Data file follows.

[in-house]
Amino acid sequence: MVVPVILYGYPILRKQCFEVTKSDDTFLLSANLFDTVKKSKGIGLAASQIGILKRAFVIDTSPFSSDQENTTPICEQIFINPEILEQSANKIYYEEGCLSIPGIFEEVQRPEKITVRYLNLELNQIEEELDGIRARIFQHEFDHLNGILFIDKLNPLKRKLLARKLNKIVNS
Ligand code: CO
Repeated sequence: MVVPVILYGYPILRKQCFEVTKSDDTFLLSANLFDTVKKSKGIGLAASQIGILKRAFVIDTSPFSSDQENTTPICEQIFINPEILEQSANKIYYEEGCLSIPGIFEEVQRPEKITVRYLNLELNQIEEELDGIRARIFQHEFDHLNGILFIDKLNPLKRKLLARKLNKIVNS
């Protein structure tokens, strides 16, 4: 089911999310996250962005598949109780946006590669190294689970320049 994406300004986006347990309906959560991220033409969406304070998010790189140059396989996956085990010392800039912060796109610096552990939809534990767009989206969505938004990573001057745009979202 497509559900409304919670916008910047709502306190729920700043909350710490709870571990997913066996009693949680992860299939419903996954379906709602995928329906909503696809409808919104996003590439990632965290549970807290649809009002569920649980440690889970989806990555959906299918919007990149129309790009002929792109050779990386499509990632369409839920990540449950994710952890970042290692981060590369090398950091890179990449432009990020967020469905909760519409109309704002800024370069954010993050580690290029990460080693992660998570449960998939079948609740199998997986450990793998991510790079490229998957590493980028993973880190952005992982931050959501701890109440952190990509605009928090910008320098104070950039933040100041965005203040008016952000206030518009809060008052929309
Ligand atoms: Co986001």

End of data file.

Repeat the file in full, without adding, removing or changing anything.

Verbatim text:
[in-house]
Amino acid sequence: MVVPVILYGYPILRKQCFEVTKSDDTFLLSANLFDTVKKSKGIGLAASQIGILKRAFVIDTSPFSSDQENTTPICEQIFINPEILEQSANKIYYEEGCLSIPGIFEEVQRPEKITVRYLNLELNQIEEELDGIRARIFQHEFDHLNGILFIDKLNPLKRKLLARKLNKIVNS
Ligand code: CO
Repeated sequence: MVVPVILYGYPILRKQCFEVTKSDDTFLLSANLFDTVKKSKGIGLAASQIGILKRAFVIDTSPFSSDQENTTPICEQIFINPEILEQSANKIYYEEGCLSIPGIFEEVQRPEKITVRYLNLELNQIEEELDGIRARIFQHEFDHLNGILFIDKLNPLKRKLLARKLNKIVNS
């Protein structure tokens, strides 16, 4: 089911999310996250962005598949109780946006590669190294689970320049 994406300004986006347990309906959560991220033409969406304070998010790189140059396989996956085990010392800039912060796109610096552990939809534990767009989206969505938004990573001057745009979202 497509559900409304919670916008910047709502306190729920700043909350710490709870571990997913066996009693949680992860299939419903996954379906709602995928329906909503696809409808919104996003590439990632965290549970807290649809009002569920649980440690889970989806990555959906299918919007990149129309790009002929792109050779990386499509990632369409839920990540449950994710952890970042290692981060590369090398950091890179990449432009990020967020469905909760519409109309704002800024370069954010993050580690290029990460080693992660998570449960998939079948609740199998997986450990793998991510790079490229998957590493980028993973880190952005992982931050959501701890109440952190990509605009928090910008320098104070950039933040100041965005203040008016952000206030518009809060008052929309
Ligand atoms: Co986001």